Friday, 24 July 2009 14:16

Saving Rainforests and the REDD Program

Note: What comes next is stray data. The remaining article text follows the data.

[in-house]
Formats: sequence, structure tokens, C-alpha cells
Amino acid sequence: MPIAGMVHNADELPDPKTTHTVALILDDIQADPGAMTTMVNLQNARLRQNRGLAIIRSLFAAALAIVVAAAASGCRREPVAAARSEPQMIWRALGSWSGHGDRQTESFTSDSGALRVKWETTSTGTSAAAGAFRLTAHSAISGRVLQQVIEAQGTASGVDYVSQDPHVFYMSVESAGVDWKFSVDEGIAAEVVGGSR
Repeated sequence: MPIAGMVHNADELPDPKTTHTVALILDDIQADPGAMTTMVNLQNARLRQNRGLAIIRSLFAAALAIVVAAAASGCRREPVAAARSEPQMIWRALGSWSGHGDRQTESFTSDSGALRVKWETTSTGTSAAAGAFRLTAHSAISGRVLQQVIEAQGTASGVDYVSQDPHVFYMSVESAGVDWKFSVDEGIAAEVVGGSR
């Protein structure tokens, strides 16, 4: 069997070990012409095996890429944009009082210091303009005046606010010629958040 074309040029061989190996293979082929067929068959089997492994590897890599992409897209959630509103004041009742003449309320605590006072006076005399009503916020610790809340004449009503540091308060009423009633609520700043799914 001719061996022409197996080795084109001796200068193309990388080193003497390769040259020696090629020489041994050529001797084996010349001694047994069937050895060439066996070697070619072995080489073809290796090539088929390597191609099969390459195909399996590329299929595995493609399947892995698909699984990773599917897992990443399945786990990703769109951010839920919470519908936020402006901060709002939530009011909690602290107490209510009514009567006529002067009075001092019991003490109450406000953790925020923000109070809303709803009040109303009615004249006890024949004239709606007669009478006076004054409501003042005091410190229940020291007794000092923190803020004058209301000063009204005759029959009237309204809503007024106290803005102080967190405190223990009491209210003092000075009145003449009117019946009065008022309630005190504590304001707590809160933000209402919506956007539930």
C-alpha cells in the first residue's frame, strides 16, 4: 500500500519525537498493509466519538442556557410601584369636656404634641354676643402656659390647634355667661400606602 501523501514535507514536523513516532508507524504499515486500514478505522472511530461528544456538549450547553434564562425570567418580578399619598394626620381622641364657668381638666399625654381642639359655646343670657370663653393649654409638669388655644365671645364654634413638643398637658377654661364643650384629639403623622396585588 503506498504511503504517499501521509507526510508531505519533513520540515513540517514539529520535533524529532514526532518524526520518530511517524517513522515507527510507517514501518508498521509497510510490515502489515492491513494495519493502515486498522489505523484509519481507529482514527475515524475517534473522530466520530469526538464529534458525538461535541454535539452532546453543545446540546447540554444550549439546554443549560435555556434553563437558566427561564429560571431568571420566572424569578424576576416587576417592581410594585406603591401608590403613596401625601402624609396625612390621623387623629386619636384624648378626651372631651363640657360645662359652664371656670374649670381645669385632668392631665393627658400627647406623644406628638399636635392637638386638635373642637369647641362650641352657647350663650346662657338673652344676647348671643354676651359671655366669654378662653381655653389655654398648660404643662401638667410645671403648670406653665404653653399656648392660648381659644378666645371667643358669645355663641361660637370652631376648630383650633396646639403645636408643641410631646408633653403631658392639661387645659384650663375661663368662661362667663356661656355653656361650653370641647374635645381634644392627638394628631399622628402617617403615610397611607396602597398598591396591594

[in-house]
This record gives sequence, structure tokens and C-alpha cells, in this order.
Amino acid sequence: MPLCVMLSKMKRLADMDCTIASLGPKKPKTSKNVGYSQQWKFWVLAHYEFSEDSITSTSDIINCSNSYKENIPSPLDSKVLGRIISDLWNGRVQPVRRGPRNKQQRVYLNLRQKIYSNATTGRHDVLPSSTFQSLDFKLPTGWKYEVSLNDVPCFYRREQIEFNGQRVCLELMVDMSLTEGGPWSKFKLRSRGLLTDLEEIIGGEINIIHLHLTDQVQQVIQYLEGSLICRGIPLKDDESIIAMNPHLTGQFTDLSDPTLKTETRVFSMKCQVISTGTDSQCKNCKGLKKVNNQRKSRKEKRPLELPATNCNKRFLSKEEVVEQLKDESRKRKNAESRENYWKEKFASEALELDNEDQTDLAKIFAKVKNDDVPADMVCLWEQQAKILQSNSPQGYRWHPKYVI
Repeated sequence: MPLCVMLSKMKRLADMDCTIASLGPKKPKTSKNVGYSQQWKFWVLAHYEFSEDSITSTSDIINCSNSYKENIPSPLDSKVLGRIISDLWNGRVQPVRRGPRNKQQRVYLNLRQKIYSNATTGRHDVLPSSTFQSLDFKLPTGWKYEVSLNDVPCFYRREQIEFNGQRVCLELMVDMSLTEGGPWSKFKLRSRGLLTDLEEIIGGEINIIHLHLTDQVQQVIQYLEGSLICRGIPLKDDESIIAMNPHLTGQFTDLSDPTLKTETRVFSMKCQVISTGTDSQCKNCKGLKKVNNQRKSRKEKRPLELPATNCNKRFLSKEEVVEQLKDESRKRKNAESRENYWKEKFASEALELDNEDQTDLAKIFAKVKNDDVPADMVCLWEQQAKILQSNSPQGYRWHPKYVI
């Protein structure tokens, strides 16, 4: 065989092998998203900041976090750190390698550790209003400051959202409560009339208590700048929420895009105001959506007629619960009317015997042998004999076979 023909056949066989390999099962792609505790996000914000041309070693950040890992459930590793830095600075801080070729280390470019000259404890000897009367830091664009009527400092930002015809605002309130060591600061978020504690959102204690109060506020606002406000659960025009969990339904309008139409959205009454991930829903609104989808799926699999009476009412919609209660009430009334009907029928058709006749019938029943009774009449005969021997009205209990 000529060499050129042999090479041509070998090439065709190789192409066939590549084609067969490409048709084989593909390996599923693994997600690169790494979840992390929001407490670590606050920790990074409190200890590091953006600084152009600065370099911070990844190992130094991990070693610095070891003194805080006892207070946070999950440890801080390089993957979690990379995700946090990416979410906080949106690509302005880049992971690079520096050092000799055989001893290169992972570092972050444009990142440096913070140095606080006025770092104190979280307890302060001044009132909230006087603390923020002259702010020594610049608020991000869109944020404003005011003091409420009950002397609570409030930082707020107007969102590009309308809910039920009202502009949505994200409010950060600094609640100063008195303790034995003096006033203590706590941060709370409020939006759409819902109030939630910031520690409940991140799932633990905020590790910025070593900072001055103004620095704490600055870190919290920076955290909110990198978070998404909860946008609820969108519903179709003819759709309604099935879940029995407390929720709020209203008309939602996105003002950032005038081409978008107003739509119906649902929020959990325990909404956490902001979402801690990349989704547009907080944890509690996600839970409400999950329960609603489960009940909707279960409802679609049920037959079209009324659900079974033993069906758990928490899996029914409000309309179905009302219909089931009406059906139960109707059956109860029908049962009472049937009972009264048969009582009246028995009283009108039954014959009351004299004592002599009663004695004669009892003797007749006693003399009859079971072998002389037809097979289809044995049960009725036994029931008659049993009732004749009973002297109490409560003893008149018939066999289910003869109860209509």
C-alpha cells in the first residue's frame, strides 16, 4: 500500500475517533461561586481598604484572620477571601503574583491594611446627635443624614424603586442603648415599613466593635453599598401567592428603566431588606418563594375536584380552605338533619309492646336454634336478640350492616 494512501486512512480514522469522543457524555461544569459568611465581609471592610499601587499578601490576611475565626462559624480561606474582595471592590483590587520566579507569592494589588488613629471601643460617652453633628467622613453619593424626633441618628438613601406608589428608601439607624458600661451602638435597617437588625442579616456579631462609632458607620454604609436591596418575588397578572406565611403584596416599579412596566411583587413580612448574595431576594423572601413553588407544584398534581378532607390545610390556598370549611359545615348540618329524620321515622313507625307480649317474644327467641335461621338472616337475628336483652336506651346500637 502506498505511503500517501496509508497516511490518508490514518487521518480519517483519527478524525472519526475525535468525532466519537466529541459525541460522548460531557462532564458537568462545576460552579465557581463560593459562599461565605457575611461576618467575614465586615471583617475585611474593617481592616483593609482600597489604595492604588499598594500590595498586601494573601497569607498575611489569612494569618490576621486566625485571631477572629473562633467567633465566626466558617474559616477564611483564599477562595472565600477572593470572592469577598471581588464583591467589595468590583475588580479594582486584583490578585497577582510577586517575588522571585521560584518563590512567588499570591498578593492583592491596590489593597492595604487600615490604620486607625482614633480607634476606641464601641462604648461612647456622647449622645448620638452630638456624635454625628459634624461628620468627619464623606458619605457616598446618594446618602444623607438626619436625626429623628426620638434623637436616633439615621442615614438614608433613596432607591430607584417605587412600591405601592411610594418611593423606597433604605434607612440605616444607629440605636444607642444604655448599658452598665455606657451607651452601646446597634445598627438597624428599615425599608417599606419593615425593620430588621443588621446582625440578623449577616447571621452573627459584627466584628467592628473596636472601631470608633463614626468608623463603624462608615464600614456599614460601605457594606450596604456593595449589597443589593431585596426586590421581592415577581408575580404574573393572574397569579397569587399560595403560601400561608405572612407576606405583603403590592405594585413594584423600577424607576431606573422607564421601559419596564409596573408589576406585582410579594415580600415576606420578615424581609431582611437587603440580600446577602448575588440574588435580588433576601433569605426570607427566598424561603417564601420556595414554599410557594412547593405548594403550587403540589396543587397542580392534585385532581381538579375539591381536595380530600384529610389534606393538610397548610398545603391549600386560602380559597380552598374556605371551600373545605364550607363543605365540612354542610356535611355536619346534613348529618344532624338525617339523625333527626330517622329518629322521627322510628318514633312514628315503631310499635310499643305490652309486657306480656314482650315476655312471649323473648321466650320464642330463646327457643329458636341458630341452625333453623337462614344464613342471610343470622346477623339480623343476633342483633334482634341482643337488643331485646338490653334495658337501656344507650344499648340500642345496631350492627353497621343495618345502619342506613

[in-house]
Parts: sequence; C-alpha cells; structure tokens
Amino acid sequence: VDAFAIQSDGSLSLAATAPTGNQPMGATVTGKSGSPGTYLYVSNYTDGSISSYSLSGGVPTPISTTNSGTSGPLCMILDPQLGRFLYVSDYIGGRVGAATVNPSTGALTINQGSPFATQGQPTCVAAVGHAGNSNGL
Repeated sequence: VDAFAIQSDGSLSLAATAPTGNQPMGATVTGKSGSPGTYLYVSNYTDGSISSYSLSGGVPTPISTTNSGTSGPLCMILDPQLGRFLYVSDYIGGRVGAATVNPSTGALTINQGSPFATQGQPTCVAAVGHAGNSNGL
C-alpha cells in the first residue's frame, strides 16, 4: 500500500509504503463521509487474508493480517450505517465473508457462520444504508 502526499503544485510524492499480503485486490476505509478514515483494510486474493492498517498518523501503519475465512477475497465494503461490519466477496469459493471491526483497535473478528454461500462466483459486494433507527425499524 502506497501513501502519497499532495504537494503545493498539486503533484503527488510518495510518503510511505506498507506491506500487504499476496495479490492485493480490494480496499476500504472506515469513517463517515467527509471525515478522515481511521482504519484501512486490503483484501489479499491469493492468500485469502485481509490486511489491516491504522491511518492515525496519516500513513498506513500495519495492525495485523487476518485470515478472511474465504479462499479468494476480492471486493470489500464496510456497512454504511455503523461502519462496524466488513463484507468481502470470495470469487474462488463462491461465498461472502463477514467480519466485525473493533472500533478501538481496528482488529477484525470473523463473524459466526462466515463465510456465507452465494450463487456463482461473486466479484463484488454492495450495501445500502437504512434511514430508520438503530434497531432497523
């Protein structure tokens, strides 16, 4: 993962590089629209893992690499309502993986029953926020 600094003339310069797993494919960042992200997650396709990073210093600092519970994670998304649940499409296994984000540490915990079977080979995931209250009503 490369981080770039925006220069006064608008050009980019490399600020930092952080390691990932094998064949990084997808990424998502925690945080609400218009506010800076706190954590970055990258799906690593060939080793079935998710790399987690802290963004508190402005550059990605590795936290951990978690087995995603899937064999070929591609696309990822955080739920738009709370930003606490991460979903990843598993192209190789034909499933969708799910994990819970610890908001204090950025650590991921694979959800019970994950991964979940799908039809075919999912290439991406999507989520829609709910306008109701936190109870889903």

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deforestationAn article published in Mongabay goes deep into the international issues surrounding REDD, or "reduce emissions from deforestation and degradation," a program that seeks to make forests economically valuable as living entities. The shocking image to the right shows deforestation-induced erosion in Madagascar from October 2004. Without a plan to stop the deforestation of our world's forests, any global climate treaty would be avoiding dealing with the estimated 20-25% of global CO2 emissions. "The premise of REDD is straightforward: tropical forests store roughly 25 percent of the planet's terrestrial carbon, more than 300 billion tons. When forests are cut—their vegetation burned and timber converted into wood products—much of this carbon is released in the atmosphere as carbon dioxide." "The clearing of 50,000 square miles of tropical forest annually accounts for roughly 20 percent of global emissions from human activities—a share larger than all the world's planes, ships, cars, and trucks combined. In other words, despite the attention given to the fuel efficiency of cars and the number of flights taken by celebrities, parking all the world's jets and cars still wouldn't offset the annual emissions from global deforestation." Read the rest of this informative article here>>
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